Australia v India, 2nd Test, Adelaide, 3rd day

A celebration of orthodoxy

To the second-last ball of the third day's play, Rahul Dravid played a checked straight-drive and sprinted expectantly

Sambit Bal at the Adelaide Oval

December 14, 2003

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Rahul Dravid - balance, poise and symmetry
© Getty Images

To the second-last ball of the third day's play, Rahul Dravid played a checked straight-drive and sprinted expectantly. By the time he had reached the other end, there was a grimace on his face. It had become clear that there was only a single in that stroke and that he would have to return the next morning in quest of the one run that would fetch him a double-century. But for about four overs, he had denied himself easy runs to protect Anil Kumble from facing Jason Gillespie.

That's the essence of the man. He had scored a resplendent hundred, rescued his team from a difficult situation, the innings had taken every ounce of his concentration, his energy was sapped, and yet his mind was alert to the team cause. Two wickets had fallen quickly and even though it "didn't please" Anil Kumble, Dravid was not about to expose his number nine to the quick bowlers, even if it meant that a personal milestone would have to wait for a day. For all of Sachin Tendulkar's genius, Dravid has been India's saviour for a couple of years now.

There was of course the 180 in Kolkatta against Australia, and since then, Dravid has stepped up to take the call in most hours of crisis. He has saved Tests in South Africa, West Indies and England, set up victories in Sri Lanka and England and has worked his way to become an accomplished one-day player. Yet, his contribution has been underappreciated by a nation blinded by the halo of Tendulkar's celebrity and enamoured, to a lesser degree, by Laxman's artistry. Dravid, gallingly, has been conferred the title of artisan, and not an artist, when he has a purity of skill that is art by itself.

Laxman's is waltzing beauty. It relies in the suppleness of wrists and the seamless extension of limbs. Dravid's batting is picture perfect. It describes balance, poise and symmetry. There is a tendency to downplay orthodoxy because of its lack of novelty and mystique. In reality, pure orthodoxy is an ideal most cricketers aspire for. Only once in a while, a player like Dravid gets close to it. That itself is a cause for celebration. Few play the classical cover-drive as well Dravid: front foot to the pitch of the ball, right foot bent, the body leaning in to the stroke, and the bat completing the full circle, ending behind the left shoulder.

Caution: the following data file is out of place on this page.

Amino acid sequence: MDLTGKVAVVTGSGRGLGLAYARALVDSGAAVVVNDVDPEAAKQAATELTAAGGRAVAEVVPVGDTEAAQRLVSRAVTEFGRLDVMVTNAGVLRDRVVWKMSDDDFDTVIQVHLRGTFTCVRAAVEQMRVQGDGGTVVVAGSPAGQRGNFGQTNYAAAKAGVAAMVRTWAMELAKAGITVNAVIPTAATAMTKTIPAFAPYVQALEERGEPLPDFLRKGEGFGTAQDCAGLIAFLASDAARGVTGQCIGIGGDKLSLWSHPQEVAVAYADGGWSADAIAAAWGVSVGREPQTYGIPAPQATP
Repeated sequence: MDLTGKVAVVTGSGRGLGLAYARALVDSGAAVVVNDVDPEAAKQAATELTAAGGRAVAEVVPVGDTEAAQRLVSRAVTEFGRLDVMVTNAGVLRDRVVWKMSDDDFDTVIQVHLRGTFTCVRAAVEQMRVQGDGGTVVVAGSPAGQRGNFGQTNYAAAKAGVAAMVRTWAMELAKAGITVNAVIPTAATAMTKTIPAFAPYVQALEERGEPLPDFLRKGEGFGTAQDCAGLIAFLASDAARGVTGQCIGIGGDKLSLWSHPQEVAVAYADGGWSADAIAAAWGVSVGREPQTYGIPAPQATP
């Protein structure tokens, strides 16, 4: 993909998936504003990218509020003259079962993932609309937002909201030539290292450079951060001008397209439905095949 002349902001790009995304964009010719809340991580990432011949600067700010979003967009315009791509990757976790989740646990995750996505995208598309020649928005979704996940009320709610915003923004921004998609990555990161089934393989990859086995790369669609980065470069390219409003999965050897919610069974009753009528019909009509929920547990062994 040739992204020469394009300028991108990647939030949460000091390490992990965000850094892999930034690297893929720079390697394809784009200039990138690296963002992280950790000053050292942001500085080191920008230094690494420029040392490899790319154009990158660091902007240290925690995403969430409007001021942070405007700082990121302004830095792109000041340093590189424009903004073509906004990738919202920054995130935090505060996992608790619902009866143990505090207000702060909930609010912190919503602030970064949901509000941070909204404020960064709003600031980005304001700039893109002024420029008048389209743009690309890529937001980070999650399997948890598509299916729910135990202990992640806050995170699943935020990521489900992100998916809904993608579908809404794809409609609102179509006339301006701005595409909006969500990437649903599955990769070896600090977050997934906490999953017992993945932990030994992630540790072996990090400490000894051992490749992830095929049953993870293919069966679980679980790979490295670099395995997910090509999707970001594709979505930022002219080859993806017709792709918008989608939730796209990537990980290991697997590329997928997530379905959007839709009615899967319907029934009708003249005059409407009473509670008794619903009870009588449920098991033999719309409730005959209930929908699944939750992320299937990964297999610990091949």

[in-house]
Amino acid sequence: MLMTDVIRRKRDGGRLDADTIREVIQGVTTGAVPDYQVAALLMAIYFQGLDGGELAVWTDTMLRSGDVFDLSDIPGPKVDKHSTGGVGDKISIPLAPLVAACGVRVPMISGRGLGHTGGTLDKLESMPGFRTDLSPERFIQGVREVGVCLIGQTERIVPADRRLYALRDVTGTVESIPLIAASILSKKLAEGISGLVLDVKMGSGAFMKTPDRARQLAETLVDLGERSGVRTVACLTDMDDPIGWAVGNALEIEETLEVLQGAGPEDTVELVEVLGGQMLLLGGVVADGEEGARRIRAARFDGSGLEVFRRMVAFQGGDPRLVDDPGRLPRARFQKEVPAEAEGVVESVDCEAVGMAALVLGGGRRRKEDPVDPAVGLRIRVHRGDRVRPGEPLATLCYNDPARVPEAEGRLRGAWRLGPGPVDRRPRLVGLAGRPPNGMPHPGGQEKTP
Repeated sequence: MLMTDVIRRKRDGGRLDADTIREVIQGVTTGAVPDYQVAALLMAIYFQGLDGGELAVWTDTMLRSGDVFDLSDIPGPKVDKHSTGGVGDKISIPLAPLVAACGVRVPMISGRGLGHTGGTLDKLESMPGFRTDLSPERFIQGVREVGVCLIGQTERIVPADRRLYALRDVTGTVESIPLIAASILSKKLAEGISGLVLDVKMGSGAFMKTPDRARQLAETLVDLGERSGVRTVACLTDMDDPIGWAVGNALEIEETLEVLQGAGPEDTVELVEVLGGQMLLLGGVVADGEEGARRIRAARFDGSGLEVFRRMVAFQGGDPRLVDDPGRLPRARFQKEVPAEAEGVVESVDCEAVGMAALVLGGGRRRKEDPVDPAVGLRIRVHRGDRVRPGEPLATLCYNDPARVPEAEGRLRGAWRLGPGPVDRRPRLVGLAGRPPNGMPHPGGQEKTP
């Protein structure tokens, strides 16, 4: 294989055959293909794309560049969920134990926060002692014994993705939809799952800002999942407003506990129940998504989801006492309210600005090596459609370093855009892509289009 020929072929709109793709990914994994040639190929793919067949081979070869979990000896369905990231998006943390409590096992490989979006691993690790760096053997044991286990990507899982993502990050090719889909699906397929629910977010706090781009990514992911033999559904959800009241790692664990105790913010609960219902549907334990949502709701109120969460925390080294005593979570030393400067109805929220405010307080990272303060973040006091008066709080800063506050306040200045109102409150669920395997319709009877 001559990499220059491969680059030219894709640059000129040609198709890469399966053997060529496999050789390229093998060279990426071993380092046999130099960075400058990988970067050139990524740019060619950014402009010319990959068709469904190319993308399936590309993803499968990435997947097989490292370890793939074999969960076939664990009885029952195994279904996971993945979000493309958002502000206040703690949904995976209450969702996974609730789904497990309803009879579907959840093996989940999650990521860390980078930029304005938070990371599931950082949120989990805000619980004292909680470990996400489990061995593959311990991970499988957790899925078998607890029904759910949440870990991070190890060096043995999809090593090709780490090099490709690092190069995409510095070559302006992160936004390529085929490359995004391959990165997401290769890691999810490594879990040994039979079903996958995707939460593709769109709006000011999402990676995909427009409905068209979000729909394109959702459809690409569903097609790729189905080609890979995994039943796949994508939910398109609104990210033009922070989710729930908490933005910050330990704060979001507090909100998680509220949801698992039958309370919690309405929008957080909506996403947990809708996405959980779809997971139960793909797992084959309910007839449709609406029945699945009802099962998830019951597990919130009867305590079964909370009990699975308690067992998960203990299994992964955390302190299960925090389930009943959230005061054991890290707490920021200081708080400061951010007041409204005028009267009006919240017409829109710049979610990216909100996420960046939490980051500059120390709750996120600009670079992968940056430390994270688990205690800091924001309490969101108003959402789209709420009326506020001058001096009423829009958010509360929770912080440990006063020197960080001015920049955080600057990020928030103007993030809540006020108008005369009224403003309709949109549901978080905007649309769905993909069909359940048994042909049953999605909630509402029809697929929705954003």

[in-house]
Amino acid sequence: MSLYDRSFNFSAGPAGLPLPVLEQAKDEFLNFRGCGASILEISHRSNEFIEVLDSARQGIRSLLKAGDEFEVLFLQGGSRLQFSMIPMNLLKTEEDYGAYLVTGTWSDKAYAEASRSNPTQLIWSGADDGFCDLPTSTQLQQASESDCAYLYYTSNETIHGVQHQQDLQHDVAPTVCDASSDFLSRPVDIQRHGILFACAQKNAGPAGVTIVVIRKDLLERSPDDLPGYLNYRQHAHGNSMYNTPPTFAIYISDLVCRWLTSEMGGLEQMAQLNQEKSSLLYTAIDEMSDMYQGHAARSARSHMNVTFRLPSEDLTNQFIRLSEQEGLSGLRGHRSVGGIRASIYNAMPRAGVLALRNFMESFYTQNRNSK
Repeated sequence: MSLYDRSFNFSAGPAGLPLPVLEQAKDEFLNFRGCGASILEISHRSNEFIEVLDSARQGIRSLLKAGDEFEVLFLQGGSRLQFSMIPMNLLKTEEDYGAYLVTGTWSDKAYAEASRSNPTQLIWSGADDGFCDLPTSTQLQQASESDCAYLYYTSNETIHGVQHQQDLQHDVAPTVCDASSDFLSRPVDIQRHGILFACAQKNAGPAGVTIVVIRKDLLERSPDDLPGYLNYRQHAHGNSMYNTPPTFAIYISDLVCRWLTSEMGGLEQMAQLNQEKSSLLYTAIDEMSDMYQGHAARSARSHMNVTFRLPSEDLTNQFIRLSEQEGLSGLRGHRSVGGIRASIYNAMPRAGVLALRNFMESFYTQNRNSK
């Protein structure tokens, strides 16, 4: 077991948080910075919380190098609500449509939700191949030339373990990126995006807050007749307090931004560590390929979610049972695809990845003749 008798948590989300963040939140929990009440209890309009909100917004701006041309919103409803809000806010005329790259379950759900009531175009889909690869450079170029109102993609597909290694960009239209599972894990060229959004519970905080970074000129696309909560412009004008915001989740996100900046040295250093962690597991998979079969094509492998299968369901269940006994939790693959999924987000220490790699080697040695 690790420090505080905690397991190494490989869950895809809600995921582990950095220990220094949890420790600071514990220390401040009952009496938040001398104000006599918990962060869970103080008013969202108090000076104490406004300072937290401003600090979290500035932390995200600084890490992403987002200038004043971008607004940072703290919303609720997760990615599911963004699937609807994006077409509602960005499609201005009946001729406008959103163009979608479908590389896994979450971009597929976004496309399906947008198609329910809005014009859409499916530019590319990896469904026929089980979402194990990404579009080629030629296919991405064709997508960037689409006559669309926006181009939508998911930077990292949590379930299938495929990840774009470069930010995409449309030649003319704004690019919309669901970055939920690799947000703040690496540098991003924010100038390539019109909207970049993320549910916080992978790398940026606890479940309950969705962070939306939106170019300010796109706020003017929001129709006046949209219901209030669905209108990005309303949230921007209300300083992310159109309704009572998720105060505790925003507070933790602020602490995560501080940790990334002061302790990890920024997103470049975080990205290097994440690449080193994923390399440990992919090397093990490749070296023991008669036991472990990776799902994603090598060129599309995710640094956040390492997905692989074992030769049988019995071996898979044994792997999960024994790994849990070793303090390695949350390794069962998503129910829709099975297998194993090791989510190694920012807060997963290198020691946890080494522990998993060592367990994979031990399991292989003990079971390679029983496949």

For a significant part of his career, Darvid has been a slow-scoring batsman compared to the Tendulkars, the Laras and the Pontings. But he can be hardly described as stodgy. He plays most shots in the book. His driving is classy and sure, he can cut and pull, he is writsy off his hips and he can sweep. But perhaps, in the past, he has let his mind to be so burdened by responsibilities that he has not allowed himself the liberty of expression. He was watchful this morning, seeing off Gillespie, who bowled a tight off-stump line to a defensive cordon. But he made 156 runs on the day, outscoring Laxman for much of their partnership together. He played all round the wicket and off both back and front foot. One of the very few false strokes he played was a hooked six off Gillespie that wasn't from the middle of his bat. It was a rare lapse that he later attributed to "an adrenalin rush." It was an innings of exceptional skill, temperament and beauty.

He said at the press conference that he had come to Australia, where he averaged 15.5 in such a relaxed state of mind that even his first-innings failure at Brisbane didn't bother him. "John Wright told me after that innings, `don't worry mate. Even if you don't get runs in Australia, you will still be an outstanding batsman.' That was a great thing for him to say.

"The mistake I made in my last tour was to worry too much about my performance. I put a lot of pressure on myself thinking that I must score runs here. I have had four years of experience since then. I know my game better, I back myself. This time I told myself that I should enjoy my game and not worry too much about the outcome."

Not that Dravid's stature as one of contemporary cricket's premier batsmen needed any validation, but there was a record to be put straight, and Dravid's average in Australia at the close of play stands at 48.

Sambit Bal, the editor of Wisden Asia Cricket magazine and Wisden Cricinfo in India, will be following the Indian team throughout this Test series.

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Sambit Bal Editor-in-chief Sambit Bal took to journalism at the age of 19 after realising that he wasn't fit for anything else, and to cricket journalism 14 years later when it dawned on him that it provided the perfect excuse to watch cricket in the office. Among other things he has bowled legspin, occasionally landing the ball in front of the batsman; laid out the comics page of a newspaper; covered crime, urban development and politics; and edited Gentleman, a monthly features magazine. He joined Wisden in 2001 and edited Wisden Asia Cricket and Cricinfo Magazine. He still spends his spare time watching cricket.
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